Strategy is as old as the hills or, at least, as old as human conflict. Military examples and imagery have always played a key role in business development, probably because of a host of similarities. Who is the enemy/competitor? Where is the battlefield/market? What resources are deployed? How do we engage?
The Art of War written in 500BC by Sun Tzu, a Chinese military general, is a classic, then and now, because it challenges the assumptions that many people have about strategy. It is probably where the art of strategy was first encountered. Strategy is not mere theory. Sun Tzu challenges fundamentals. Why engage in battle when you can win by other means? Why not attack your enemy’s (competitor’s) strategy (rather than blindly pursue your own)? Or his alliances? Or next best, his soldiers?
Sun Tzu has no room for sentiment. He says: ‘Deploy forces to defend the strategic points: exercise vigilance in preparation, do not be indolent. Deeply investigate the true situation, secretly await their laxity. Wait until they leave their strongholds, then seize what they love’
The word strategy itself comes from the Greek word strategia which means the art or science of being a (military) general. The Greek and Roman generals knew that wars were won by a careful management of politics, logistics, planning tactics and taking action, but the parallels between military and business strategy can be made throughout all periods of history right up to the 1990 Gulf War and the 2003 Iraqi war. Day-to-day business is like a series of battles in a war. If the overall strategy is correct (and it is usually correct if a systems thinking approach is taken) a number of tactical errors can be made without hindering the achievement of the overall objective.
Part of the ‘problem’ with developing strategy as a thinking tool is the answering of the question ‘What is Strategy?’ There are many definitions and interpretations, and of course, this just adds to the challenge of de-mystifying strategy and developing a simple and practiced system that every manager, and the entrepreneurial manager in particular, can use.
The Concise Oxford Dictionary defines strategy in militaristic terms: ‘generalship, the art of war: management of an army or armies in a campaign, art of so moving or disposing troops or ships or aircraft as to impose upon the enemy the place and time and conditions for fighting preferred by oneself.
To the lay person, strategy is a plan. It’s a clearly set out way of dealing with a certain kind of situation. For example, a child has a ‘strategy’ to organise a birthday party. A business has a strategy to enter a new market. A sports team has a strategy to win a match or a championship. A political party has a strategy to win an election.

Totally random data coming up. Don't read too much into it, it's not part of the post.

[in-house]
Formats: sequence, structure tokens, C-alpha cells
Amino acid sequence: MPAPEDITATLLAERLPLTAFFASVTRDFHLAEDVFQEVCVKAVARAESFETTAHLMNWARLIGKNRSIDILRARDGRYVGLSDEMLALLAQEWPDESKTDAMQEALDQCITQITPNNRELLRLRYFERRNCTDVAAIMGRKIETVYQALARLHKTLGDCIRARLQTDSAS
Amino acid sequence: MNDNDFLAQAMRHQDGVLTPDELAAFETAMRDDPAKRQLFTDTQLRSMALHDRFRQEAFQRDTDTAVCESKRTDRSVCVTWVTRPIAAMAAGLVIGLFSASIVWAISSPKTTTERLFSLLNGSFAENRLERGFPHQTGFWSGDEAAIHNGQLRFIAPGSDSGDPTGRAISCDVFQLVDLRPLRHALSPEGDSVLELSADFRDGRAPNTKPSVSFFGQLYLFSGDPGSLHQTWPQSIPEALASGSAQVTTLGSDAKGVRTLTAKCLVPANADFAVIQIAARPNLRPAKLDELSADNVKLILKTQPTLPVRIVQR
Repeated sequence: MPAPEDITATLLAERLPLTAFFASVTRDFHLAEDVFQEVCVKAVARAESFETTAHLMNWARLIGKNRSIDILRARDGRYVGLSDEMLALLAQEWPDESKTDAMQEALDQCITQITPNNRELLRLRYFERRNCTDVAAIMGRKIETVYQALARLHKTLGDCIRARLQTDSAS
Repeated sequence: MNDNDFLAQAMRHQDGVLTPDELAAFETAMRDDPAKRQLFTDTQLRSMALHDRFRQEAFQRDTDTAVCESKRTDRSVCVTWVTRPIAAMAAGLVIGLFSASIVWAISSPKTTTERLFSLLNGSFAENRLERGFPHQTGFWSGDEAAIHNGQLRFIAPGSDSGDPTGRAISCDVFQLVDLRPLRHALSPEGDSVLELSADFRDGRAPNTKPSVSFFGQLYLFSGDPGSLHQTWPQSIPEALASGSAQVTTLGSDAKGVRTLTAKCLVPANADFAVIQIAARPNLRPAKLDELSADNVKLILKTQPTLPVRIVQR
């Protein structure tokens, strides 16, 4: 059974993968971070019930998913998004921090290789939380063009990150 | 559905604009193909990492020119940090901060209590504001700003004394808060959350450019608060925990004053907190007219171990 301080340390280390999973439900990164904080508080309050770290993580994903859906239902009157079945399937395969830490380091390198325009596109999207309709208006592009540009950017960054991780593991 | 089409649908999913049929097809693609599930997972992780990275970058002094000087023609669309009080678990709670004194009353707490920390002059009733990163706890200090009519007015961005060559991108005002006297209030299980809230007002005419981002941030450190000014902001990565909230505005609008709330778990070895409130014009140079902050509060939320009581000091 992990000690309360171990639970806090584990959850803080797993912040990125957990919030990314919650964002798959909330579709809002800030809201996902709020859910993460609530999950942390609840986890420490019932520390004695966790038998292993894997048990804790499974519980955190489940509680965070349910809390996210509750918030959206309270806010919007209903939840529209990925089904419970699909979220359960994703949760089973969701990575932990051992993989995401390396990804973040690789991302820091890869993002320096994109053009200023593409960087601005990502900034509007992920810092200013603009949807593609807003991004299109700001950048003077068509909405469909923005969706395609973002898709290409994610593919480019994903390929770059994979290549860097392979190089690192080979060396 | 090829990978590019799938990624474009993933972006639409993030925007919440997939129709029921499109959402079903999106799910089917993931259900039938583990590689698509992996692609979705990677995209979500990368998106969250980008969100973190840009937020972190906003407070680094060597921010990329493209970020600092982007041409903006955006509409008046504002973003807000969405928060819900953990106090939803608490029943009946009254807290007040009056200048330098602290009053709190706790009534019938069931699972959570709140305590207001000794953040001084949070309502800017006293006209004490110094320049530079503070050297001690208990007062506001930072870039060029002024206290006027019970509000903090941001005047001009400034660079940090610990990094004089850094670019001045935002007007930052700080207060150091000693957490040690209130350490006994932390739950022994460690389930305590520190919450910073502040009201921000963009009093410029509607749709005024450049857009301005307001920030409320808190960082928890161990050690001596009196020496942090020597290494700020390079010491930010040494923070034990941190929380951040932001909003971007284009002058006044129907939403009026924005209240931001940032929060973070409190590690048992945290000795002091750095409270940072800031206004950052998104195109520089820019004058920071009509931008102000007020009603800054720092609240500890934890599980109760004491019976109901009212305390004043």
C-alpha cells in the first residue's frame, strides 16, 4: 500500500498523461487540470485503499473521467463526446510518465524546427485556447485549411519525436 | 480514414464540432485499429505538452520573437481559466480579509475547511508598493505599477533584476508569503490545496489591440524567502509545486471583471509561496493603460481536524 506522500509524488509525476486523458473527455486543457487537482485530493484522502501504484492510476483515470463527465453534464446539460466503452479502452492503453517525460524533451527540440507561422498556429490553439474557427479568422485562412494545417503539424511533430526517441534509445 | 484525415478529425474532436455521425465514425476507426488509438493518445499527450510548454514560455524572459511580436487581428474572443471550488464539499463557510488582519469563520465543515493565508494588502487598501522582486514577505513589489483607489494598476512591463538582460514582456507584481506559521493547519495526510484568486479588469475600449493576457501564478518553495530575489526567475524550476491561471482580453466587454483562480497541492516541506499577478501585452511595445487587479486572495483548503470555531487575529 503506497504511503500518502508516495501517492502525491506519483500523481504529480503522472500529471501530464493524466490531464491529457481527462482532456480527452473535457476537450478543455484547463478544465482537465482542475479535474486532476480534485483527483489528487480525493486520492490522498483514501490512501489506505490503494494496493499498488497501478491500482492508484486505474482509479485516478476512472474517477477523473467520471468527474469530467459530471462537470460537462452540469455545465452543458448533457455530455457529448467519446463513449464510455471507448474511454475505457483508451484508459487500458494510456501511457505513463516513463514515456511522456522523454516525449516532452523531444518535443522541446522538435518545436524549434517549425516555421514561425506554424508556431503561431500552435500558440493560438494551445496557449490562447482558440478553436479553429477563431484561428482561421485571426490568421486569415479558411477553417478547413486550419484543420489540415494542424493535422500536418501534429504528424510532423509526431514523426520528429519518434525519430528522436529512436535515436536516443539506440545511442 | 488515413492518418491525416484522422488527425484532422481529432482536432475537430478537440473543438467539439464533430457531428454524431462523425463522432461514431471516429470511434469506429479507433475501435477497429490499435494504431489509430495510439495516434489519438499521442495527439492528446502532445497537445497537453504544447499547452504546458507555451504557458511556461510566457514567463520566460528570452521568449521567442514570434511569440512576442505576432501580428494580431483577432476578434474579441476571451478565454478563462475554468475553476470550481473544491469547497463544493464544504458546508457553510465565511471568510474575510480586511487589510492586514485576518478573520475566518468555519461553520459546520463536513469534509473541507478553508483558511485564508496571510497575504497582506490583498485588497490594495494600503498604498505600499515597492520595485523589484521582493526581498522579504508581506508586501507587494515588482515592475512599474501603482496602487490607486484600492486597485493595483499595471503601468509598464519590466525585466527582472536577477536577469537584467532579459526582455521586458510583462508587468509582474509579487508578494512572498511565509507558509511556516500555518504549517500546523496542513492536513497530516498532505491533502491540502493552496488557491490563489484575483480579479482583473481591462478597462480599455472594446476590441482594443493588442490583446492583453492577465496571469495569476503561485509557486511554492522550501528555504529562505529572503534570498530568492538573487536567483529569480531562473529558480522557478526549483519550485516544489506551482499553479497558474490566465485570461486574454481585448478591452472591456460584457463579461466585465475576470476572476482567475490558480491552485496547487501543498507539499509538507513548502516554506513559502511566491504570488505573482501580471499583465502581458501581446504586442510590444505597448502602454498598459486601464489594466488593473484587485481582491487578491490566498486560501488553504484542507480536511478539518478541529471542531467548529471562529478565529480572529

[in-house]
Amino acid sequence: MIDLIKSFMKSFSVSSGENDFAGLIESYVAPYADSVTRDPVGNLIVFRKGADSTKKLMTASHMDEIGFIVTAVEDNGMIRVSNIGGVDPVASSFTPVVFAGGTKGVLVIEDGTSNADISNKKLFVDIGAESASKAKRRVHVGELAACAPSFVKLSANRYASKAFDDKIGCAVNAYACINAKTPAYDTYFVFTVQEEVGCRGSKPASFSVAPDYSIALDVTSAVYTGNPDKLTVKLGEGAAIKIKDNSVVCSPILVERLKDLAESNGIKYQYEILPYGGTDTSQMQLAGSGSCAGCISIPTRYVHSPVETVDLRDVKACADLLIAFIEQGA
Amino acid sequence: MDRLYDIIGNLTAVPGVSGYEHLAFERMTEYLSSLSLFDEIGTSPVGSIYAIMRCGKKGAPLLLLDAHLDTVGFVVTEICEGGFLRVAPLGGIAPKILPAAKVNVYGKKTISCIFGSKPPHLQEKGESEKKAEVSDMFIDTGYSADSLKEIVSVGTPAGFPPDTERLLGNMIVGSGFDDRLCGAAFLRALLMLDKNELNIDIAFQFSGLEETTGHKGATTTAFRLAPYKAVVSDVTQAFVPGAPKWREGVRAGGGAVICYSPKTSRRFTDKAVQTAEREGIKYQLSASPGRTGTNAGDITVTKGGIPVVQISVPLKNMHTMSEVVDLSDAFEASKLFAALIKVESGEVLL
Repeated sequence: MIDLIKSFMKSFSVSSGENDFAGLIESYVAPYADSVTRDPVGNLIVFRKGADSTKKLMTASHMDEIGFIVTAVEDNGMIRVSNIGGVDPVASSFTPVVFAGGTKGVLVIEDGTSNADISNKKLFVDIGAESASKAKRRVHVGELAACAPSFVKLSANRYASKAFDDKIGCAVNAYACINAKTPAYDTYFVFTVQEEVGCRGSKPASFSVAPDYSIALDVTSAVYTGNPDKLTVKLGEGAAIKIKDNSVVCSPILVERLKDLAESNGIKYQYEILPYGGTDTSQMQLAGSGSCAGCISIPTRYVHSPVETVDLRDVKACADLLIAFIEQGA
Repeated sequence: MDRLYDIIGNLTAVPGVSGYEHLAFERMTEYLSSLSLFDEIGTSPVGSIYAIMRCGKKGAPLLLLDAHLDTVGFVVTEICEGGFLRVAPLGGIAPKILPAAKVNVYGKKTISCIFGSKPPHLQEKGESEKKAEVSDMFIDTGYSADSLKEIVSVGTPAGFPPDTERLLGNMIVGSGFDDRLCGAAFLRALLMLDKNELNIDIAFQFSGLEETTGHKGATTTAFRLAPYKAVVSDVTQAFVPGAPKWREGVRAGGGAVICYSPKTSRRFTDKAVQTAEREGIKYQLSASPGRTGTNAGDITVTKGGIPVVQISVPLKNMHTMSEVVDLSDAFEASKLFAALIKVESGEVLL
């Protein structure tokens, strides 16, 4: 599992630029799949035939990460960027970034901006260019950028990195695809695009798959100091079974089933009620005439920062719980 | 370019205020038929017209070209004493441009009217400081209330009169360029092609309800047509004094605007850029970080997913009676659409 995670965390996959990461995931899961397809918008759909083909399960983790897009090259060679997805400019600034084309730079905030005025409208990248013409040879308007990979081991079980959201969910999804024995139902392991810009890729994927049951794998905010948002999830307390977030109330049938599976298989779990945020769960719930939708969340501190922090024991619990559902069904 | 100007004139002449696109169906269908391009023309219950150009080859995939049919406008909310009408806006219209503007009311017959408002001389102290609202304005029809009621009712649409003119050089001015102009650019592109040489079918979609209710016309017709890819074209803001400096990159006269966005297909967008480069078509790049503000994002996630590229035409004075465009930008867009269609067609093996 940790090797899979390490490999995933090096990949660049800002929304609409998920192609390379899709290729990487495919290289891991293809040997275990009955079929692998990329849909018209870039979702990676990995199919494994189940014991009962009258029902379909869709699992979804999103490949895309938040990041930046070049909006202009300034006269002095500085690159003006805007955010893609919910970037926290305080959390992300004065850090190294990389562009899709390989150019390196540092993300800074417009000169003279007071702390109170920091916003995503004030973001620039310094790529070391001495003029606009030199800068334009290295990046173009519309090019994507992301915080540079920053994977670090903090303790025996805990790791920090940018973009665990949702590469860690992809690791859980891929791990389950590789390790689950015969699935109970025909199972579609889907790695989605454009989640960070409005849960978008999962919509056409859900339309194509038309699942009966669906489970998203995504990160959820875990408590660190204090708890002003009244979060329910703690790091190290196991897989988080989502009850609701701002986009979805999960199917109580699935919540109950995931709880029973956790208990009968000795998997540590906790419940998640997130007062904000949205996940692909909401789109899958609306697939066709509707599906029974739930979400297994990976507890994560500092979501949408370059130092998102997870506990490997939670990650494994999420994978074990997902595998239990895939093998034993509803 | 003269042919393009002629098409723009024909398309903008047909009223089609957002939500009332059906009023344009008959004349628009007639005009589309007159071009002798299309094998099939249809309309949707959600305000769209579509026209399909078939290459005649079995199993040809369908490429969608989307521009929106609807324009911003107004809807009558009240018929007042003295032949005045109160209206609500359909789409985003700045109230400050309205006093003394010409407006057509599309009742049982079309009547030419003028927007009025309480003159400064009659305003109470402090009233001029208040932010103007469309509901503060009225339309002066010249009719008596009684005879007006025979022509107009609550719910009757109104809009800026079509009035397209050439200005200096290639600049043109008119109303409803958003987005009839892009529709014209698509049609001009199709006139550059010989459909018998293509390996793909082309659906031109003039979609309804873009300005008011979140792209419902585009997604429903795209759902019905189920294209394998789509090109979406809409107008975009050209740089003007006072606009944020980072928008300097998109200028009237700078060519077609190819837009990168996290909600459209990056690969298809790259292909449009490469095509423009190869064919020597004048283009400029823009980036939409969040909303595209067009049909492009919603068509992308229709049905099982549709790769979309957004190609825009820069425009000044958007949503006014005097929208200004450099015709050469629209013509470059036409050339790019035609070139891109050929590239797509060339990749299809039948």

According to this interpretation, strategies have two essential characteristics: (1) they are made in advance of the actions to which they apply, and (2) they are developed consciously and purposefully. I believe that the cause of much of the confusion and mystification about strategy is that, in sport, in the military, and in management, strategy has been interpreted as being just a plan of doing things.
The key to becoming an effective strategist is the realisation that strategy is much more than just planning. Strategic planning is relatively easy. Strategic thinking is what separates the amateurs from the professionals. Strategic thinking is visioning in action. To becoming a strategic thinker, it is essential to know that:
The Superquinn strategy in Ireland is derived from the approach of Feargal Quinn who eats, sleeps and drinks customer service. He is the personification of Ralph Waldo Emerson’s statement that: ‘every organisation is the length and shadow of one man’
Development of strategic thinking means developing a shared vision and collective consciousness and learning of the organisation. It is identifying and leading with these core competencies. This development is one of the major challenges for the entrepreneurial manager within himself in the first instance, and within the individuals, teams, and, eventually, his total organisation.
Rather than set strategies, some organisations prefer to ‘respond’ to situations. They rationalise this by saying that all plans and forecasts are inaccurate anyway. There is too much change in the internal and external environment and the costs, time and inconvenience spent in such reflection and planning is frustrating and pointless.
Many other organisations only resort to strategy when a disaster, such as loss of a major customer contract strikes. They then rush to establish strategies and get their thinking processes in order. All too often, it’s too late. This is emphasised when we consider that 58% of all new Irish businesses fail within five years of start-up. The European average for such failure is 46%. Regular, constant, vigilance and crisis anticipation is an important management skill.